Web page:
The filmmaking powerhouse that is Christopher Nolan delivered a fairly satisfying final chapter of his Dark Knight trilogy, even if it’s much easier to pick holes in than his previous two outings with the Caped Crusader.
The plot of THE DARK KNIGHT RISES might be a slow-burner, but the stockpiled tension accumulated over the course of the film explodes in an epic finale. Set eight years after the events of THE DARK KNIGHT, we find Bruce Wayne (Christian Bale) has retired from crime-fighting and become a recluse, giving into his ailing body and the belief that Gotham City no longer needs Batman. This all changes when he encounters a far from ordinary cat burglar Selina Kyle (Anne Hathaway) and Bane (Tom Hardy), the masked leader of a mercenary army bent on revolution.
With the addition of this final instalment, Nolan’s Batman series gratifyingly feels like a complete story that brings you full circle rather than a succession of tacked-on sequels. This was achieved thanks to an extraordinary joint writing effort by the Nolan brothers and David S. Goyer, who have put great effort into keeping their series tonally and thematically consistent. I loved the clear plot references to BATMAN BEGINS in particular (the police vs. Bats chase, the flashbacks, the involvement of the League of Shadows). This is one of the most enjoyable of the Caped Crusader’s screen outings, being pretty dark, provocative and relevant to an era of economic uncertainty (in an incredibly blatant way) but also never forgets to be fun, with a fair few lighter moments to break the monotony. Rises is a genuine, uplifting superhero film like Begins was, unlike The Dark Knight, which was more of a high-concept crime thriller that happened to involve people in silly costumes.
Is Tom Hardy’s Bane a more memorable villain than Heath Ledger’s Joker? Not by any stretch of the imagination, but he’s an entertaining, distinctive antagonist with a wonderfully odd voice and some of the best eye-acting ever committed to the screen. Bane’s introduction scene is arguably on par with the Joker’s from the previous film, though – both are creative, thrilling heist scenes that are served beautifully by Nolan’s love of IMAX. I’m not overly fond of the first Batman vs. Bane fight, though – it’s a bit lumbering and uninteresting, and I’m sure more effort and creativity could have been put into the choreography.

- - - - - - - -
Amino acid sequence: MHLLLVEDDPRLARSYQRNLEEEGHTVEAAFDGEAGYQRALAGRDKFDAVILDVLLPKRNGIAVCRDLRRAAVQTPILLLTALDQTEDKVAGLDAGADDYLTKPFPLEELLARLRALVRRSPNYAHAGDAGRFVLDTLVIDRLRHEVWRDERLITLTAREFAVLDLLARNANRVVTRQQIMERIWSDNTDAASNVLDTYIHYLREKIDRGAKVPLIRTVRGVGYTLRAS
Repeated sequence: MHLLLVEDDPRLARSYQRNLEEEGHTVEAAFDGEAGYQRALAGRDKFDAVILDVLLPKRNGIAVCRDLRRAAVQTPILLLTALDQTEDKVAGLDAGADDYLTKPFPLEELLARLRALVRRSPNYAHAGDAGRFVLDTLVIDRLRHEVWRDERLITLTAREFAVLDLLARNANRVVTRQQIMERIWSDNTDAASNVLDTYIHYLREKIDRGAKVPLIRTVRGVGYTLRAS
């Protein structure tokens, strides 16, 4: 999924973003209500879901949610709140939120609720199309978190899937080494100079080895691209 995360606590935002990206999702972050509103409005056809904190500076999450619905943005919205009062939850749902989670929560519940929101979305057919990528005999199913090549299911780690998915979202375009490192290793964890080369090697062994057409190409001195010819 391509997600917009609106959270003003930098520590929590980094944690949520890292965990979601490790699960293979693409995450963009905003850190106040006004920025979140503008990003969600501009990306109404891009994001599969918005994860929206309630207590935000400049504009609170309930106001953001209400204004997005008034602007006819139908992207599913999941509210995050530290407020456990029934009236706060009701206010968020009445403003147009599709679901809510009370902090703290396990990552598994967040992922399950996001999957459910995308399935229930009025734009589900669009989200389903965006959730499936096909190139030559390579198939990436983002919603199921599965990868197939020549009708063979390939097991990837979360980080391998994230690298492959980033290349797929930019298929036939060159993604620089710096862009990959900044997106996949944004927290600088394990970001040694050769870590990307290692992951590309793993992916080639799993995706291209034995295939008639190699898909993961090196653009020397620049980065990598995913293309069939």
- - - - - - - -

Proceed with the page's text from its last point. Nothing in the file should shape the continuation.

The old faithfuls of the franchise – Michael Caine, Gary Oldman and Morgan Freeman are good as ever, though with reduced screen time, and Christian Bale impresses as an older, creakier Batman. Series newcomer Anne Hathaway is mesmerising playing the manipulative and morally ambiguous Selina Kyle AKA Catwoman (though never actually named as such), who proves herself to be at least as formidable as her pointy-eared associate. Joseph Gordon-Levitt manages to hold his own in a cast of big-hitters as an honest cop served well by his instincts, though all his good work is nearly undone by a clumsy and unnecessary moment at the film’s conclusion (not Levitt’s fault, the writers’). The weak link of the cast sadly is the usually excellent Marion Cotillard, who veers from being wooden to hamming it up royally at an alarming frequency.
The main crime The Dark Knight Rises commits is attempting to tackle too much. The plotting is a lot looser this time round, conveniently glossing over such narrative inconveniences as the passage of time and geography, and there are frequent references to things that supposedly happened between the last film and this one, often resulting in an information overload. The amount of new incidental characters that are introduced, and the frequency at which they are dispatched again can be alarming, and it doesn’t exactly help a viewer in grasping the story. A lot of narrative fat could have been cut at the beginning of the film, and a tweak in plotting in the first act would have certainly helped with the flow of the story, and perhaps heightened the dramatic impact of the “rising” of the title. Also, if you’re paying attention, the plot twists don’t come as much of a surprise at all.
The Dark Knight Rises is still a hugely entertaining and handsome-looking film, and the mostly practically achieved action has never looked better, but if the story had been stripped back a little, and had been more focussed, then perhaps a more consistently enjoyable final product might have emerged. Whatever DC/Warner Bros do with Batman next, it’ll be nigh-on impossible to top Nolan’s trilogy, and tragically, since they’re starting from scratch, we’ll probably never see Hathaway’s wonderful take on Catwoman again. SSP